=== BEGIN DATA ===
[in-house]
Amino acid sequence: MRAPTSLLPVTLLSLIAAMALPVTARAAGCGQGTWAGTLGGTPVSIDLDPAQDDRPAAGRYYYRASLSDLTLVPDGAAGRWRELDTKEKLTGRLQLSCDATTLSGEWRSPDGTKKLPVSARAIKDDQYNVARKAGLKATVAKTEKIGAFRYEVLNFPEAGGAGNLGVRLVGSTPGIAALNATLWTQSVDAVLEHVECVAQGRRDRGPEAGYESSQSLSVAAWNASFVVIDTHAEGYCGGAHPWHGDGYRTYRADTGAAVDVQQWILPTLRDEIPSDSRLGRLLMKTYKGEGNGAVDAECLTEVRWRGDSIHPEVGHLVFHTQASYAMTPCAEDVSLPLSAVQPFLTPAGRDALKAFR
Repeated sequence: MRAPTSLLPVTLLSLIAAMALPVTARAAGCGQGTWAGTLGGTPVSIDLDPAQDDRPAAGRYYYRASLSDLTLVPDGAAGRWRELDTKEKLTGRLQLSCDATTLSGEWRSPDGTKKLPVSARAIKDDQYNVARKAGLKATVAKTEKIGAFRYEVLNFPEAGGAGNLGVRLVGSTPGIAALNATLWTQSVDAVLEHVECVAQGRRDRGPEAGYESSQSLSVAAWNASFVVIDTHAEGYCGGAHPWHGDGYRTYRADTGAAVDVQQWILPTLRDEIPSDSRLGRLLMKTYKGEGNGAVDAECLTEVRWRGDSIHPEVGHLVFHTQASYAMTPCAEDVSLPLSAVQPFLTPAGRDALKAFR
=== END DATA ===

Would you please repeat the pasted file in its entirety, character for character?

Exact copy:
[in-house]
Amino acid sequence: MRAPTSLLPVTLLSLIAAMALPVTARAAGCGQGTWAGTLGGTPVSIDLDPAQDDRPAAGRYYYRASLSDLTLVPDGAAGRWRELDTKEKLTGRLQLSCDATTLSGEWRSPDGTKKLPVSARAIKDDQYNVARKAGLKATVAKTEKIGAFRYEVLNFPEAGGAGNLGVRLVGSTPGIAALNATLWTQSVDAVLEHVECVAQGRRDRGPEAGYESSQSLSVAAWNASFVVIDTHAEGYCGGAHPWHGDGYRTYRADTGAAVDVQQWILPTLRDEIPSDSRLGRLLMKTYKGEGNGAVDAECLTEVRWRGDSIHPEVGHLVFHTQASYAMTPCAEDVSLPLSAVQPFLTPAGRDALKAFR
Repeated sequence: MRAPTSLLPVTLLSLIAAMALPVTARAAGCGQGTWAGTLGGTPVSIDLDPAQDDRPAAGRYYYRASLSDLTLVPDGAAGRWRELDTKEKLTGRLQLSCDATTLSGEWRSPDGTKKLPVSARAIKDDQYNVARKAGLKATVAKTEKIGAFRYEVLNFPEAGGAGNLGVRLVGSTPGIAALNATLWTQSVDAVLEHVECVAQGRRDRGPEAGYESSQSLSVAAWNASFVVIDTHAEGYCGGAHPWHGDGYRTYRADTGAAVDVQQWILPTLRDEIPSDSRLGRLLMKTYKGEGNGAVDAECLTEVRWRGDSIHPEVGHLVFHTQASYAMTPCAEDVSLPLSAVQPFLTPAGRDALKAFR